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Brief Communication: Radiographic Contrast Infusion and Catecholamine Release in Patients With Pheochromocytoma FREE

Smita K. Baid, MD; Edwin W. Lai, BS; Robert A. Wesley, PhD; Alex Ling, MD; Henri J.L.M. Timmers, MD, PhD; Karen T. Adams, MSN, CRNP; Anna Kozupa, MD; and Karel Pacak, MD, PhD, DSc
[+] Article and Author Information

From Eunice Kennedy Shriver National Institute of Child Health and Human Development and Warren G. Magnuson Clinical Center, National Institutes of Health, Bethesda, Maryland, and Radboud University, Nijmegen Medical Center, Nijmegen, the Netherlands.


Acknowledgment: The authors thank Dr. Graeme Eisenhofer for his contribution in the preparation of this manuscript and the Warren G. Magnuson Clinical Center Department of Diagnostic Radiology staff for supporting the study.

Grant Support: By Eunice Kennedy Shriver National Institute of Child Health and Development, National Institutes of Health.

Potential Financial Conflicts of Interest: None disclosed.

Reproducible Research Statement:Study protocol: Précis available at http://pqs.cc.nih.gov/protocol_query/protocol/1442. The complete protocol is available from Dr. Pacak (e-mail, karel@mail.nih.gov). Statistical code: Available from Dr. Wesley (e-mail, bwesley@mail.nih.gov). Data set: Available from Dr. Pacak (e-mail, karel@mail.nih.gov).

Corresponding Author: Karel Pacak, MD, PhD, DSc, Reproductive and Adult Endocrinology Program, Section on Medical Neuroendocrinology, National Institutes of Health, Building 10, CRC, Room 1E-1-3140, 10 Center Drive, MSC-1109, Bethesda, MD 20892-1109; e-mail, karel@mail.nih.gov.

Current Author Addresses: Drs. Baid and Pacak and Ms. Adams: Eunice Kennedy Shriver National Institute of Child Health and Development, 10 Center Drive, CRC 1E-1-3140, MSC-1109, Bethesda, MD 20892.

Mr. Lai and Drs. Timmers and Kozupa: National Institutes of Health, 10 Center Drive, Bethesda, MD 20892.

Dr. Wesley: National Institutes of Health, 9000 Rockville Pike, Bethesda, MD 20892.

Dr. Ling: National Institutes of Health, 9000 Rockville Pike, Room 1C-351x, Bethesda, MD 20892-1182.

Author Contributions: Conception and design: S.K. Baid, E.W. Lai, A. Ling, K. Pacak.

Analysis and interpretation of the data: S.K. Baid, E.W. Lai, R.A. Wesley, H.J.L.M. Timmers, K. Pacak.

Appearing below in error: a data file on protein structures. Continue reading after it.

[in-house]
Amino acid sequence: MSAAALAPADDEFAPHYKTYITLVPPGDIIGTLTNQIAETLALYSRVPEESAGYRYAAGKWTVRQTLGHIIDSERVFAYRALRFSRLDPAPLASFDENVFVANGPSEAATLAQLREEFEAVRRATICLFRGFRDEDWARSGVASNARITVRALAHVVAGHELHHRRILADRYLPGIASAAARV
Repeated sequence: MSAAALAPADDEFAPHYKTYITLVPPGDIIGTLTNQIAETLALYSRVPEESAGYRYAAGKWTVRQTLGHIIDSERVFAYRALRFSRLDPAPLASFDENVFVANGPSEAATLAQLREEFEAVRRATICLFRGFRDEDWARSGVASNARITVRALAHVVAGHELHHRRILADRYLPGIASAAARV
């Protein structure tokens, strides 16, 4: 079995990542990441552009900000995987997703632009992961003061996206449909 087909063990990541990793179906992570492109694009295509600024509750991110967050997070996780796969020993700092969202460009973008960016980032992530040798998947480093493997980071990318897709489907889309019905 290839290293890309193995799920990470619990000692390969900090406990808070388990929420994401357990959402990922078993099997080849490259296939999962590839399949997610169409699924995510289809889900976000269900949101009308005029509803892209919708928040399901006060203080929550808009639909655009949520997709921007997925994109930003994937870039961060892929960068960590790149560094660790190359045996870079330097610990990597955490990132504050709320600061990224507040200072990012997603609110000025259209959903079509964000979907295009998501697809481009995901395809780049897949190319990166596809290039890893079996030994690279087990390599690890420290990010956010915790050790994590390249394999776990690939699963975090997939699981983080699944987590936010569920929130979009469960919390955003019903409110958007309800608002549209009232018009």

Drafting of the article: S.K. Baid, E.W. Lai, H.J.L.M. Timmers, K. Pacak.

Critical revision of the article for important intellectual content: S.K. Baid, E.W. Lai, R.A. Wesley, A. Ling, H.J.L.M. Timmers, K. Pacak.

Final approval of the article: S.K. Baid, E.W. Lai, R.A. Wesley, K.T. Adams, H.J.L.M. Timmers, K. Pacak.

Provision of study materials or patients: S.K. Baid, A. Kozupa, K. Pacak.

Statistical expertise: R.A. Wesley.

Obtaining of funding: K. Pacak.

Administrative, technical, or logistic support: E.W. Lai, K.T. Adams, H.J.L.M. Timmers, K. Pacak.

Collection and assembly of data: S.K. Baid, E.W. Lai, H.J.L.M. Timmers, K. Pacak.


Ann Intern Med. 2009;150(1):27-32. doi:10.7326/0003-4819-150-1-200901060-00006
Text Size: A A A

Background: Contrast-enhanced computed tomography (CT) is useful for localizing pheochromocytoma. However, in patients with suspected pheochromocytoma, CT is often canceled or not performed because of the strong belief that intravenous contrast may induce hypertensive crisis.

Objective: To examine whether intravenous low-osmolar contrast administration during CT induces catecholamine release that increases blood pressure or heart rate.

Design: Prospective study.

Setting: Warren G. Magnuson Clinical Center, National Institutes of Health, Bethesda, Maryland.

Participants: 22 patients with pheochromocytoma (15 nonadrenal and 7 adrenal) and 8 unmatched control participants without pheochromocytoma.

Measurements: Plasma catecholamine levels, blood pressure, and heart rate.

Results: Plasma catecholamine levels within and between groups did not significantly differ before and after intravenous administration of low-osmolar CT contrast. Patients with pheochromocytoma experienced a clinically and statistically significant increase in diastolic blood pressure that was not accompanied by corresponding increases in plasma catecholamine levels. The difference became non–statistically significant after adjustment for use of α- and β-blockers.

Limitation: The study lacked a placebo group, and the sample was relatively small.

Conclusion: Intravenous low-osmolar contrast–enhanced CT can safely be used in patients with pheochromocytoma who are not receiving α- or β-blockers.

Funding: Eunice Kennedy Shriver National Institute of Child Health and Development, National Institutes of Health.

Editors' Notes
Context

  • Contrast media are widely thought to induce hypertensive crisis in patients with pheochromocytoma.

Contribution